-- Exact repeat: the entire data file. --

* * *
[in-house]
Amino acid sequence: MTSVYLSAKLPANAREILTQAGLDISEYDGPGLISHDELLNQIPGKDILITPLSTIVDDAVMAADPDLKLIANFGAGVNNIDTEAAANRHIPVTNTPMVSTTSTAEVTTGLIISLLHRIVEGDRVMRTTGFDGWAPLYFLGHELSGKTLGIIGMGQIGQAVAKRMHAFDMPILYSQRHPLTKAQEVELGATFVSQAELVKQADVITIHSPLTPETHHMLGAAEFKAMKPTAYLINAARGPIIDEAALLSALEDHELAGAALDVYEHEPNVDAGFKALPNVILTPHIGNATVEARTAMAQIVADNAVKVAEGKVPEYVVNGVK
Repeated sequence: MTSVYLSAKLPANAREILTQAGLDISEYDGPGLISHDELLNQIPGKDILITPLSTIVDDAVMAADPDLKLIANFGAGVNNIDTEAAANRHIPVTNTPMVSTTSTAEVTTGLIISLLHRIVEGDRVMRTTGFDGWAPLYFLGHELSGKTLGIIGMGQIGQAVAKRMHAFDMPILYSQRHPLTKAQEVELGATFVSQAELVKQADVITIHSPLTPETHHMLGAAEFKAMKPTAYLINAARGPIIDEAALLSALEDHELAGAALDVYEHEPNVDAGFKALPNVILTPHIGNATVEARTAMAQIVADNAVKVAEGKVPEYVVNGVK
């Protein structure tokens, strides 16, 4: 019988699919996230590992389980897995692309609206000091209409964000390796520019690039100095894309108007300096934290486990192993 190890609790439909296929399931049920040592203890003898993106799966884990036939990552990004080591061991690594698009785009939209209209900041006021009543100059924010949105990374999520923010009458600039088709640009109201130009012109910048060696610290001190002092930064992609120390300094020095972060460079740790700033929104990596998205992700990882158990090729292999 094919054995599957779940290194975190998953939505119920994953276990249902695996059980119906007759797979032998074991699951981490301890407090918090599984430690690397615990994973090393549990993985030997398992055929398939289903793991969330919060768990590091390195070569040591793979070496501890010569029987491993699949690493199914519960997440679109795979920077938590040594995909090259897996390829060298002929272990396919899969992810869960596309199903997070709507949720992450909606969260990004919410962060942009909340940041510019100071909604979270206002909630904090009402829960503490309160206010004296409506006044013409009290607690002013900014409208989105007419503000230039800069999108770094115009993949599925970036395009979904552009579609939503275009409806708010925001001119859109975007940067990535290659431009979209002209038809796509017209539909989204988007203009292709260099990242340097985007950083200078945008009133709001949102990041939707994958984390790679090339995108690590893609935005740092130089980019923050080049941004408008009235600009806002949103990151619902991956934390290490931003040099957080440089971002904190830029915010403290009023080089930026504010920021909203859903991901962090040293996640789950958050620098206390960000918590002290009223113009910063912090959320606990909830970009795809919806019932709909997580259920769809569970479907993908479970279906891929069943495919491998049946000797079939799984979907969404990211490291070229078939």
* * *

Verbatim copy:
[in-house]
Amino acid sequence: MTSVYLSAKLPANAREILTQAGLDISEYDGPGLISHDELLNQIPGKDILITPLSTIVDDAVMAADPDLKLIANFGAGVNNIDTEAAANRHIPVTNTPMVSTTSTAEVTTGLIISLLHRIVEGDRVMRTTGFDGWAPLYFLGHELSGKTLGIIGMGQIGQAVAKRMHAFDMPILYSQRHPLTKAQEVELGATFVSQAELVKQADVITIHSPLTPETHHMLGAAEFKAMKPTAYLINAARGPIIDEAALLSALEDHELAGAALDVYEHEPNVDAGFKALPNVILTPHIGNATVEARTAMAQIVADNAVKVAEGKVPEYVVNGVK
Repeated sequence: MTSVYLSAKLPANAREILTQAGLDISEYDGPGLISHDELLNQIPGKDILITPLSTIVDDAVMAADPDLKLIANFGAGVNNIDTEAAANRHIPVTNTPMVSTTSTAEVTTGLIISLLHRIVEGDRVMRTTGFDGWAPLYFLGHELSGKTLGIIGMGQIGQAVAKRMHAFDMPILYSQRHPLTKAQEVELGATFVSQAELVKQADVITIHSPLTPETHHMLGAAEFKAMKPTAYLINAARGPIIDEAALLSALEDHELAGAALDVYEHEPNVDAGFKALPNVILTPHIGNATVEARTAMAQIVADNAVKVAEGKVPEYVVNGVK
């Protein structure tokens, strides 16, 4: 019988699919996230590992389980897995692309609206000091209409964000390796520019690039100095894309108007300096934290486990192993 190890609790439909296929399931049920040592203890003898993106799966884990036939990552990004080591061991690594698009785009939209209209900041006021009543100059924010949105990374999520923010009458600039088709640009109201130009012109910048060696610290001190002092930064992609120390300094020095972060460079740790700033929104990596998205992700990882158990090729292999 094919054995599957779940290194975190998953939505119920994953276990249902695996059980119906007759797979032998074991699951981490301890407090918090599984430690690397615990994973090393549990993985030997398992055929398939289903793991969330919060768990590091390195070569040591793979070496501890010569029987491993699949690493199914519960997440679109795979920077938590040594995909090259897996390829060298002929272990396919899969992810869960596309199903997070709507949720992450909606969260990004919410962060942009909340940041510019100071909604979270206002909630904090009402829960503490309160206010004296409506006044013409009290607690002013900014409208989105007419503000230039800069999108770094115009993949599925970036395009979904552009579609939503275009409806708010925001001119859109975007940067990535290659431009979209002209038809796509017209539909989204988007203009292709260099990242340097985007950083200078945008009133709001949102990041939707994958984390790679090339995108690590893609935005740092130089980019923050080049941004408008009235600009806002949103990151619902991956934390290490931003040099957080440089971002904190830029915010403290009023080089930026504010920021909203859903991901962090040293996640789950958050620098206390960000918590002290009223113009910063912090959320606990909830970009795809919806019932709909997580259920769809569970479907993908479970279906891929069943495919491998049946000797079939799984979907969404990211490291070229078939």